The results of the Wisconsin recall election were, of course, disappointing, although not unexpected. The movement to oust the governor was initially tied to his attack on public employee unions, which don’t exactly enjoy widespread support from the whole population—especially since Republicans have expertly used a divide and conquer strategy to exploit resentments between workers.
But for now I want to call attention to how union households voted on Tuesday. First, in the original 2010 election that brought Scott Walker to power, union households represented only 26% of all voters. In Tuesday’s election, they represented 33%, a substantial increase. Where were all these folks in 2010 when Walker could have been stopped then?
Scott Walker won that 2010 election with 52% of the vote, with about 125,000 more votes than Tom Barrett. The totals were:
Tuesday’s recall election saw Barrett get 1,160,245 votes, clearly enough to beat Walker in 2010. Again, where were those folks back then? (Walker, obviously, also increased his totals, too, but we are talking about union motivation to vote; despite not completely revealing his hand, if Scott Walker didn’t frighten union folks in 2010, then they weren’t paying attention.)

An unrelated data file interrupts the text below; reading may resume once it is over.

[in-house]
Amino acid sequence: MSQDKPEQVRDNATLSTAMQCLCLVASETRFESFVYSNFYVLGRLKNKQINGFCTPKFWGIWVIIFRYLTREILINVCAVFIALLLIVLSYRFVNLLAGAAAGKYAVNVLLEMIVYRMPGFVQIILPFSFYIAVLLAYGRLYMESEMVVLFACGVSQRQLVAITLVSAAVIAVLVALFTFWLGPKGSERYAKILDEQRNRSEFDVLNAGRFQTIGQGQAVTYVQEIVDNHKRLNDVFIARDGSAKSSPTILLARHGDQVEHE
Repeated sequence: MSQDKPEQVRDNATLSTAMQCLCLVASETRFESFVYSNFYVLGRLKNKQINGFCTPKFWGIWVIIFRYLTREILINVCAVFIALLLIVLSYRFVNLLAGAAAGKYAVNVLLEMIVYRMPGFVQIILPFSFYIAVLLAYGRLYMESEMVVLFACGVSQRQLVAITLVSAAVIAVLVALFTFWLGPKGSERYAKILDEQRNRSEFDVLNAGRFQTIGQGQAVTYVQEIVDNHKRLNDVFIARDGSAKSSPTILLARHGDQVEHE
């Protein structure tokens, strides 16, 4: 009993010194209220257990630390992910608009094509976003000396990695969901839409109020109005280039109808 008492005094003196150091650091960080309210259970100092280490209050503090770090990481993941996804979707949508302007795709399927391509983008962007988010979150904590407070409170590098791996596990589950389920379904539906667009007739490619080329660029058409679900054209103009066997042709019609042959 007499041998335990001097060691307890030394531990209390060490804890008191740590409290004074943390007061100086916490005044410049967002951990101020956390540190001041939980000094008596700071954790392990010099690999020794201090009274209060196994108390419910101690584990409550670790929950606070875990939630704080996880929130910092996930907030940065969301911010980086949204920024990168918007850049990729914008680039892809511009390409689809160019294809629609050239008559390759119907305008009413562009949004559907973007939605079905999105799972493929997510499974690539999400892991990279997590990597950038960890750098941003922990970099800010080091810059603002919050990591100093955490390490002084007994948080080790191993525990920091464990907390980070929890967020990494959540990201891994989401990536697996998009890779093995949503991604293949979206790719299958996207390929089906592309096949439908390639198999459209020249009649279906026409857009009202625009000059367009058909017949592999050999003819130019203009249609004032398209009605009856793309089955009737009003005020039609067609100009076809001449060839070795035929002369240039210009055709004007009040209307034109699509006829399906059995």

Finally, given how Walker made no secret of his disdain for unionism, particularly unionism practiced by public employees, one would think that the opposition from all union households—whatever happened to solidarity?—would have been very dramatic on Tuesday. Well, it was dramatic, but not very. From the exit polling data:
As you can see, almost 4 in 10 who live in a union household voted for the union buster. As a union guy, I find that appalling, but I can assure you it would be worse if the election were held here in southwest Missouri.
Again, I have to marvel at how successful the right-wing has been in getting people to vote against their own economic interests and in getting a large number of folks to help build the gallows that will eventually be used to execute their middle class existence.